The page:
Section 295A of the Indian Penal Code-The Hindu-01-08-2022

While Mohammad Zubair of Alt News was arrested for tweeting a still picture from a movie that had some religious context attached to it

What is the history of Section 295(A)?
As far as laws in India go, there isn’t formal legislation against blasphemy. The closest equivalent to a blasphemy law is Section 295(A) of the Indian Penal Code (IPC), which punishes any speech, writings, or signs that “with premeditated and malicious intent” insult citizens’ religion or religious beliefs with a fine and imprisonment for up to three years.

The History of section 295 A
The history of Section 295(A) of the IPC can be traced back 95 years. In 1927, a satire was published which had obscene parallels to the Prophet's personal life. It was indeed very offensive to the Muslim community but the erstwhile High Court of Lahore observed
that the author of this cannot be prosecuted as the writing did not cause animosity or hostility between any communities. Thus, the offense did not fall under Section 153(A), which dealt with maintaining public tranquility/order. However, this incident gave rise to a demand that there be a law to protect the sanctity of religions, and thus, Section 295(A) was introduced. The legality of Section 295(A), which had been challenged in the Ramji Lal Modi case (1957), was affirmed by a Five judge Bench of the Supreme Court. The apex court reasoned that while Article 19(2) allows reasonable limits on freedom of speech and expression for the sake of public order, the punishment under Section 295(A) deals with the aggravated form of blasphemy which is committed with the malicious aim of offending the religious sensibilities of any class.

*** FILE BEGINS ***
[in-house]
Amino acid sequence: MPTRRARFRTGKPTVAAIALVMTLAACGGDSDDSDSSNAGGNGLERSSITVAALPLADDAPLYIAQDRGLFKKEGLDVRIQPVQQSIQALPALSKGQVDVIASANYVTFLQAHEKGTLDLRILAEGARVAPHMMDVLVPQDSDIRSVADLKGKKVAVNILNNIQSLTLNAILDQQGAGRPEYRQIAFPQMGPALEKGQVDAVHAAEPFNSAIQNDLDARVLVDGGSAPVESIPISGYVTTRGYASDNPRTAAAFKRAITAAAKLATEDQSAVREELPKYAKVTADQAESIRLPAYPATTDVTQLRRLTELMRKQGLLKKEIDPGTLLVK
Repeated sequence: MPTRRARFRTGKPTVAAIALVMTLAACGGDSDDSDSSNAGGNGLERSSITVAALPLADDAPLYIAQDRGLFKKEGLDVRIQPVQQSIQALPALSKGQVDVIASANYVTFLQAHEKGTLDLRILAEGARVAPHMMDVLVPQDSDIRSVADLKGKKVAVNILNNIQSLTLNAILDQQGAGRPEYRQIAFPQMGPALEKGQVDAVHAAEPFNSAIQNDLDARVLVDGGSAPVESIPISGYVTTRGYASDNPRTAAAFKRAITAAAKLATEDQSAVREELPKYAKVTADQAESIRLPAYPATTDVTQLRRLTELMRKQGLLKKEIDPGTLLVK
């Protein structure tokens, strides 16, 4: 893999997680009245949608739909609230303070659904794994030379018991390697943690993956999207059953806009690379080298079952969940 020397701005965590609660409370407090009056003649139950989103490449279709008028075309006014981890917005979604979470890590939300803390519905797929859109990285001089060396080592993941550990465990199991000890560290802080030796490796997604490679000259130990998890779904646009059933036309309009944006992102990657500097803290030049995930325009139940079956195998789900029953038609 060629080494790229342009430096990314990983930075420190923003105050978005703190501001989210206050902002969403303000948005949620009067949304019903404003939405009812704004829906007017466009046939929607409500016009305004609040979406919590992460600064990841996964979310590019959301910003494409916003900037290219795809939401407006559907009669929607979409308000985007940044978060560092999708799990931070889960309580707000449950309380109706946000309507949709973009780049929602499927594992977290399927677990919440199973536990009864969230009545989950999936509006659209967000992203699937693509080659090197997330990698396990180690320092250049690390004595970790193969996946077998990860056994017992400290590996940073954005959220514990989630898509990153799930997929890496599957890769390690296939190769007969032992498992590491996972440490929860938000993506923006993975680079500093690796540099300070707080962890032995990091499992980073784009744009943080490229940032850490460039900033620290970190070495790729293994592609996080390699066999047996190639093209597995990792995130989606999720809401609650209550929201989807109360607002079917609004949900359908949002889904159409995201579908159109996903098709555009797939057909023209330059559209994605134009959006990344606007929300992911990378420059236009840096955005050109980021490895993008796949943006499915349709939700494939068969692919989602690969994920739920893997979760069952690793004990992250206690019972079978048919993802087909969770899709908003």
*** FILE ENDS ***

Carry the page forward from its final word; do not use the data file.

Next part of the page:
Should there be a difference between blasphemy laws and hate speech laws?
The wording of Section 295(A) is considerably too wide. It cannot be stated that deliberate disrespect to religion or religious sensibilities is necessarily tantamount to incitement. The Supreme Court has said on several occasions that perhaps the goal of hate speech statutes in Section 295(A) is to prevent prejudice and ensure equality. Unfortunately, there is a huge disparity between this interpretation and the actual wording due to which the law is still being exploited at all levels of administration. Insulting religion or religious figures may be disputed or condemned but it should not be legally outlawed or prosecuted. The reason for this is that hate speech laws are predicated on the critical distinction between criticizing or ridiculing religion and encouraging prejudice or aggression towards individuals or a community because of their faith.
Conclusion :
Blasphemy laws that prohibit religious criticism, in general, are incompatible with the principles of a democratic society. In a free and democratic society, there should be no screening of discourse and dissent. The only feasible solution that stands on the thin line of protection of faith and questioning hate speech should be keeping blasphemy in the statutes but decriminalizing it.

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